This course offers a comprehensive overview of gaseous and particulate air pollutants. It will emphasize pollutant sources, physical and chemical properties, sampling and analysis, chemical transformation, atmospheric transport, fate, and potential for adverse health and environmental impacts.

In this course, we explore the development of our modern food production and distribution system and its effects on our environment and planet. We critically review published studies and other assessments that evaluate the environmental and social impact of food-related products and processes.

A comprehensive introduction to global geophysics. This course serves as a bridge between introductory Earth science courses (EPS 21, EPS 22) and higher level courses in EPS.

After a review of what is currently known about greenhouse gas emissions’ possible impact on climate and of how such knowledge is acquired, the seminar will explore the possible impact of climate change on social and economic conditions over the next century.  Participants will investigate possib

A solution to the problems set by the intersection of global energy demand and climate feedbacks requires the teaching of physics and chemistry in that context.

The story of Earth from the inception of the universe at the Big Bang to the revolution in planetary function and capability associated with the rise of human civilization.

War, disaster, drought, or famine force people to flee their land. Climate change is contributing to many of these factors.

Overview of the basic features of the climate system (global energy balance, atmospheric general circulation, ocean circulation, and climate variability) and the underlying physical processes.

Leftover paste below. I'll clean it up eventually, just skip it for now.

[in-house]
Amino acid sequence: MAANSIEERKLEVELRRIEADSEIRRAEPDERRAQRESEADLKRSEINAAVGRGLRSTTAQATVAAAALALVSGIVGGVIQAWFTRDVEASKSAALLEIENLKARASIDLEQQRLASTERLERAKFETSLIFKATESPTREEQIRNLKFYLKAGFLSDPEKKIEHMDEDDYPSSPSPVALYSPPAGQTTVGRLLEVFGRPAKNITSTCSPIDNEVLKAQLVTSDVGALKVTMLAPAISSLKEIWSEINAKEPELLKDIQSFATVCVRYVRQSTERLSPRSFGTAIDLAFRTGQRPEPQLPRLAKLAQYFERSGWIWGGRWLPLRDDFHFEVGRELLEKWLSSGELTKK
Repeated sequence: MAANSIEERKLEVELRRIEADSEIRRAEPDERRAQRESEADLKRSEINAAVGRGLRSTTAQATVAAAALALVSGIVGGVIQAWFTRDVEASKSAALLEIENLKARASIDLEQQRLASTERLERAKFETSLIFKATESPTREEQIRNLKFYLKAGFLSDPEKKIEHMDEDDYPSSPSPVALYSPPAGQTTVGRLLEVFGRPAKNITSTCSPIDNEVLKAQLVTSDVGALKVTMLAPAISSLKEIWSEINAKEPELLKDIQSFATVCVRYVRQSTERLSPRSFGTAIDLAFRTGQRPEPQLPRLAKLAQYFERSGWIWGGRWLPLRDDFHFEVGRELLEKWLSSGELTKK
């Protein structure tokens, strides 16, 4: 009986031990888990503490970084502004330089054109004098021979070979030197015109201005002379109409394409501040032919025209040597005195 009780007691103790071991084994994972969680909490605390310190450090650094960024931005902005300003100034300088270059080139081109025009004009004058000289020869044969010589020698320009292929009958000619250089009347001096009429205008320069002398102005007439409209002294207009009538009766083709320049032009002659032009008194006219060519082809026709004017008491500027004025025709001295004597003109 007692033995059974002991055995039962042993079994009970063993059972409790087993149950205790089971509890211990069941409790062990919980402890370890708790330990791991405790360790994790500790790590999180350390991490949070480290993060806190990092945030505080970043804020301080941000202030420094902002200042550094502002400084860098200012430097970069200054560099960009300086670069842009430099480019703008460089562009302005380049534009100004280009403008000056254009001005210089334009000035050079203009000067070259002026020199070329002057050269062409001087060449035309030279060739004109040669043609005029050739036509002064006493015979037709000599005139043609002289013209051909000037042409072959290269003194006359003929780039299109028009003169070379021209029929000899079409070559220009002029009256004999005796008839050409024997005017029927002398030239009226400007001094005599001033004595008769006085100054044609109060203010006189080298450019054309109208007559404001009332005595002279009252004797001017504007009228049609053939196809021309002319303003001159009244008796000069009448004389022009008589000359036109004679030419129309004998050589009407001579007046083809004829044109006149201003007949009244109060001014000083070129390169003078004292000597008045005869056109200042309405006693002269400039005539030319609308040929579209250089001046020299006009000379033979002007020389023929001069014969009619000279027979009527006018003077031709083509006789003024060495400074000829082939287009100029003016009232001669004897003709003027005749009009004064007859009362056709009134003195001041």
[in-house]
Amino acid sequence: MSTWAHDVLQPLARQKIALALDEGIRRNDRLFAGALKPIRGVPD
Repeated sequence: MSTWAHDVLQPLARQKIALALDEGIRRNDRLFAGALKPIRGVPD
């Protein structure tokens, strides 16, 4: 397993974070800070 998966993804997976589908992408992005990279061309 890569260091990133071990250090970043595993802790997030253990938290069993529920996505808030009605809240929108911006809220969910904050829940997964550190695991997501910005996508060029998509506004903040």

Natural disasters, such as earthquakes, hurricanes, and floods, claim thousands of lives and cause tens of billions of dollars in damage each year.

On December 12, 2015, the United Nations climate talks in Paris reached a historic milestone when more than 190 countries adopted the first accord that calls on all countries to join the fight against global warming.

Survey of foundations and applications of the modern theory of environmental and natural-resource economics. What are the basic models and what are they suggesting about policy? Externalities, public goods, common property, strategies for controlling pollution.

This course examines how natural and anthropogenic changes in the earth system are affecting the composition and the functioning of the world’s land and ocean ecosystems.

Global change ecology is the line of scientific inquiry that integrates the responses of organisms, ecosystems, and their environments with changes in human activity and climate.

Introduces the fundamentals of water biology, chemistry, physics and transport processes needed to understand water quality and water purification technologies. Practical instruction in basic water analyses concluding with a final water treatment project in place of exam. 


Basic concepts, principles, and applications of environmental chemistry for students in Earth and environmental sciences.

Study of water as a critical resource and as a factor in Earth surface and near-surface processes. Focus on development of relevant mechanics and physics. Hydrologic cycle, surface and groundwater, evapotranspiration, soil physics.

The physical processes responsible for sea level changes over time scales extending from hours to hundreds of millions of years. Long-term sea-level trends: geological observations, physical mechanisms and eustasy, dynamic topography.